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Can outdoor, cold air help improve moderate croup symptoms in children?

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Investigators of a study published in Pediatrics examined whether a 30-minute exposure to outdoor air (< 50 °F) would improve symptoms of mild to moderate croup.

Can outdoor, cold air help improve moderate croup symptoms in children? | Image Credit: © lexiconimages - © lexiconimages - stock.adobe.com.

Can outdoor, cold air help improve moderate croup symptoms in children? | Image Credit: © lexiconimages - © lexiconimages - stock.adobe.com.

As an adjunct to oral dexamethasone, a 30-minute exposure to outdoor cold air that is less than 50 °F (10 °C) can be beneficial in reducing clinical symptoms of croup in children, according to a study published in Pediatrics.

Acute viral laryngotracheitis or laryngotracheobronchitis, also known as croup, is the most common cause of acute upper airway obstruction, typically in children from 6 months to 3 years in age, across varying degrees of severity. Croup makes up 3% to 5% of annual pediatric emergency department (PED) visits and readmissions in children younger than 2 years. Nonspecific prodromal upper respiratory tract symptoms and low-grade fever can occur before the onset of a predominantly nocturnal and distinctive cough, for which croup is characterized.

According to the study authors, cold air exposure is reported to benefit children in day-to-day practice by parents, though data to document evidence is lacking. As a result, investigators conducted a prospective, single-center, open-label, randomized controlled trial at a tertiary PED to compare the efficacy of a 30-minute cold, outdoor, atmospheric air exposure to ambient, indoor, room-temperature air. Correlating with the highest prevalence of parainfluenza virus, the study was conducted during cold days and nights during late fall to spring. The trial (NCT05668364) was registered under the Swiss National Clinical Trials Portal.

Children were eligible for study inclusion if they were 3 months to 10 years of age and presenting to the PED. Written informed consent, outdoor cold air temperatures less than 50 °F, and a Westley Croup Score (WCS) of 2 or greater were inclusion requirements. At the start of the trial, WCS was calculated, ranging from 0 to 17. Upon PED arrival, patients were triaged and if outdoor temperatures were sufficient, individuals were offered participation. A single dose of 0.6 mg/kg oral dexamethasone was administered before participants were assigned randomly to wait outside of the PED but in sight of the triage desk. Those exposed to the outdoor cold air were offered blankets. The other participants waited inside the PED, where ambient air was pulsed at 75.2 °F to 77 °F (24°C to 25 °C).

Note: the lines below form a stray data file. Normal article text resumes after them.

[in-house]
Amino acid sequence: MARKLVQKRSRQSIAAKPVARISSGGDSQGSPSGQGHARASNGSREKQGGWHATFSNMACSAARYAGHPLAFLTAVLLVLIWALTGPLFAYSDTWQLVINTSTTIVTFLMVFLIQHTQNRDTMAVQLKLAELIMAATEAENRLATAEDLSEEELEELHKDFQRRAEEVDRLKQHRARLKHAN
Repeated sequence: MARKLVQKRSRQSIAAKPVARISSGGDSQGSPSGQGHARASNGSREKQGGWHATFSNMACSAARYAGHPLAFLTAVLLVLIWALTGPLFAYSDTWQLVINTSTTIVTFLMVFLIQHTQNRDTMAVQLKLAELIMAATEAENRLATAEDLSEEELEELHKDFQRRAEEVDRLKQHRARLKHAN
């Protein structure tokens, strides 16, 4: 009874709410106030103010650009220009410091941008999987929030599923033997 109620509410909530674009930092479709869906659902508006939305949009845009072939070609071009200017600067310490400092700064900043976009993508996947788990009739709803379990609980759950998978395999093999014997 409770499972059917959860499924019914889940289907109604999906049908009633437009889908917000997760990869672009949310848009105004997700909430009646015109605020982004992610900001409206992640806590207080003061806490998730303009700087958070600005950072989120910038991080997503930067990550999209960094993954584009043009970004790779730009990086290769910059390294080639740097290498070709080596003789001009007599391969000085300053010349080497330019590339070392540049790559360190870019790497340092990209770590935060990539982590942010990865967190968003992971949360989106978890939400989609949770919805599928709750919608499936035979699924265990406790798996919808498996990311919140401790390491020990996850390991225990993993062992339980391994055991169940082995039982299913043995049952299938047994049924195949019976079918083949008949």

Those in the outdoor group were immediately assessed upon return to the PED after the 30-minute expose. Outside time was documented if the participants returned before the 30-minute timeframe, though a minimum of 15 minutes outside was considered valid. WCS was assessed again at 30 and 60 minutes after triage and patients were discharged when deemed clinically appropriate. The primary outcome was the proportion of patients showing clinical improvement defined as a 2 point or more WCS decrease from baseline at 30 minutes. According to the study, a single dose of oral dexamethasone has demonstrated benefits 30 minutes after administration, allowing investigators to assess the effect of cold air in this timeframe.

Between November 1, 2016, to May 31, 2021, 1505 patients presented to the PED with croup were assessed for eligibility for this study. In total, 118 children were randomly assigned to an outdoor cold air exposure (n = 59) or indoor room temperatures (n= 59). For patients in the outdoor group, 49.2% (n = 29) showed a decrease in WCS of 2 or more points at 30 minutes compared to baseline, whereas 23.7% (n = 14) of the indoor group patients showed a decrease in WCS of 2 or more points (risk difference 25.4% [95% CI, 7.0-43.9], P = .007]). Benefiting most from the outdoor group were children with moderate croup at 30 minutes (risk difference 46.1% [20.6-71.5, P < .001]).

As an adjunct to oral dexamethasone, a 30-minute outdoor cold air exposure in temperatures lower than 50 degrees Fahrenheit was beneficial in reducing the intensity of croup’s clinical symptoms. Authors noted further studies are needed to assess cold air exposure efficacy and perspectives include the use of digital auscultation, coupled with the blinding of the clinical assessment to reinforce the findings of the study.

Reference:

Siebert JN, Salomon C, Taddeo I, Gervaix A, Combescure C, Lacroix L. Outdoor cold air versus room temperature exposure for croup symptoms: A randomized controlled trial. Pediatrics 2023; e2023061365. 10.1542/peds.2023-061365

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